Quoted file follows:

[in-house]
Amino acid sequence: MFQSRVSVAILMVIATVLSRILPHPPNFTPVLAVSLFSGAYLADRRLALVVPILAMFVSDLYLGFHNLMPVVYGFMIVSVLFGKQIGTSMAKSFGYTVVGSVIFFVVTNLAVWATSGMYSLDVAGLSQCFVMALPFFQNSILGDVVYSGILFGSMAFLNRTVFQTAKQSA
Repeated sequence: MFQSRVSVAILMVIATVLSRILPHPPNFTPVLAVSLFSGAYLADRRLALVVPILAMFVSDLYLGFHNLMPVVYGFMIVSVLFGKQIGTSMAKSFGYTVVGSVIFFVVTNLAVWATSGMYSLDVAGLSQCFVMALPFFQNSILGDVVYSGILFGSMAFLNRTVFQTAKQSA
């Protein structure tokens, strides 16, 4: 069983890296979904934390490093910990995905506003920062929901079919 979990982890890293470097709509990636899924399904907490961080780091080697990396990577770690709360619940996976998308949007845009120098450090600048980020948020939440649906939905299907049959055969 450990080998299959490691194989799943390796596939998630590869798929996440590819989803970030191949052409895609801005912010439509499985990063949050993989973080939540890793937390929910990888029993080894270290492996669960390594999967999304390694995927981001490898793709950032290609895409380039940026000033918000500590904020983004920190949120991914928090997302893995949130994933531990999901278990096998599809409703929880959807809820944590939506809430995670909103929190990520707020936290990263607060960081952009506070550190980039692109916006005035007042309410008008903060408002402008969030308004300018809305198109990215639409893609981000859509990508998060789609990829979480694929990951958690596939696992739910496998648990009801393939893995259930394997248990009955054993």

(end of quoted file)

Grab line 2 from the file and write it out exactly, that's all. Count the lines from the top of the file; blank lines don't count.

Amino acid sequence: MFQSRVSVAILMVIATVLSRILPHPPNFTPVLAVSLFSGAYLADRRLALVVPILAMFVSDLYLGFHNLMPVVYGFMIVSVLFGKQIGTSMAKSFGYTVVGSVIFFVVTNLAVWATSGMYSLDVAGLSQCFVMALPFFQNSILGDVVYSGILFGSMAFLNRTVFQTAKQSA